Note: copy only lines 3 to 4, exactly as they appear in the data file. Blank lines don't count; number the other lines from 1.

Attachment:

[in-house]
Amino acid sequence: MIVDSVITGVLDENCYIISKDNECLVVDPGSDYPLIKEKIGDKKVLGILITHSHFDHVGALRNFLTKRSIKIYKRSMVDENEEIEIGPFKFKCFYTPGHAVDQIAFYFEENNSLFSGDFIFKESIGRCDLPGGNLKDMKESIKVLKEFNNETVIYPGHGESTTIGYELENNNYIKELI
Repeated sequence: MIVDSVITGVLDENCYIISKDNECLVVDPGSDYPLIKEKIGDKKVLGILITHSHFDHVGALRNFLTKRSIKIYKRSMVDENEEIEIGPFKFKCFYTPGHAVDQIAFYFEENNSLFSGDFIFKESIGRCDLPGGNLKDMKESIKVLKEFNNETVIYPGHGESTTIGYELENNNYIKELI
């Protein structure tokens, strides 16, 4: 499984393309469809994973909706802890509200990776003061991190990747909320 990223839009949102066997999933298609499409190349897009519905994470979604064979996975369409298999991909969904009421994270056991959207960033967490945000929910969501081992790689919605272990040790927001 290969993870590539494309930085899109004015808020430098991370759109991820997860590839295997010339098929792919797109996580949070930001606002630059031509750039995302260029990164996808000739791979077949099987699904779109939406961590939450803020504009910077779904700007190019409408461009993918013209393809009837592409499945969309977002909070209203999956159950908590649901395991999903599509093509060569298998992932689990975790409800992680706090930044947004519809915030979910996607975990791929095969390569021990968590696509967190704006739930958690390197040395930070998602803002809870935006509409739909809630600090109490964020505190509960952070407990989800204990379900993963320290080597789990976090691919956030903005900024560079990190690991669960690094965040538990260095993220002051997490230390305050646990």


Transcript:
Repeated sequence: MIVDSVITGVLDENCYIISKDNECLVVDPGSDYPLIKEKIGDKKVLGILITHSHFDHVGALRNFLTKRSIKIYKRSMVDENEEIEIGPFKFKCFYTPGHAVDQIAFYFEENNSLFSGDFIFKESIGRCDLPGGNLKDMKESIKVLKEFNNETVIYPGHGESTTIGYELENNNYIKELI
């Protein structure tokens, strides 16, 4: 499984393309469809994973909706802890509200990776003061991190990747909320 990223839009949102066997999933298609499409190349897009519905994470979604064979996975369409298999991909969904009421994270056991959207960033967490945000929910969501081992790689919605272990040790927001 290969993870590539494309930085899109004015808020430098991370759109991820997860590839295997010339098929792919797109996580949070930001606002630059031509750039995302260029990164996808000739791979077949099987699904779109939406961590939450803020504009910077779904700007190019409408461009993918013209393809009837592409499945969309977002909070209203999956159950908590649901395991999903599509093509060569298998992932689990975790409800992680706090930044947004519809915030979910996607975990791929095969390569021990968590696509967190704006739930958690390197040395930070998602803002809870935006509409739909809630600090109490964020505190509960952070407990989800204990379900993963320290080597789990976090691919956030903005900024560079990190690991669960690094965040538990260095993220002051997490230390305050646990």